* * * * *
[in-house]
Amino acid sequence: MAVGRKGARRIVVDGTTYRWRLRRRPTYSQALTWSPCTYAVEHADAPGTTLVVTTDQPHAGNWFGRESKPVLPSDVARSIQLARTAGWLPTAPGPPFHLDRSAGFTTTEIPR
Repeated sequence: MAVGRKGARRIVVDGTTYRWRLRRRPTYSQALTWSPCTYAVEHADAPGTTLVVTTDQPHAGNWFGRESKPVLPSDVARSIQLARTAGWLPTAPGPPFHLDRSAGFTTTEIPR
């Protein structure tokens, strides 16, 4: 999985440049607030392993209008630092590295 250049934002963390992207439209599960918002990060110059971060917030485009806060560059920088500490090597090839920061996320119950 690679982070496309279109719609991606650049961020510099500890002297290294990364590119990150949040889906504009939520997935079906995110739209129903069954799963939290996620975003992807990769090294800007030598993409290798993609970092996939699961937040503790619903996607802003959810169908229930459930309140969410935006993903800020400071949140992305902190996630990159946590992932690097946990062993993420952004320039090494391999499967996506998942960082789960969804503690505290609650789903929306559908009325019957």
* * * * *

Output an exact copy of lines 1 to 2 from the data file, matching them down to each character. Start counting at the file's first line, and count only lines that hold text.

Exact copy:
[in-house]
Amino acid sequence: MAVGRKGARRIVVDGTTYRWRLRRRPTYSQALTWSPCTYAVEHADAPGTTLVVTTDQPHAGNWFGRESKPVLPSDVARSIQLARTAGWLPTAPGPPFHLDRSAGFTTTEIPR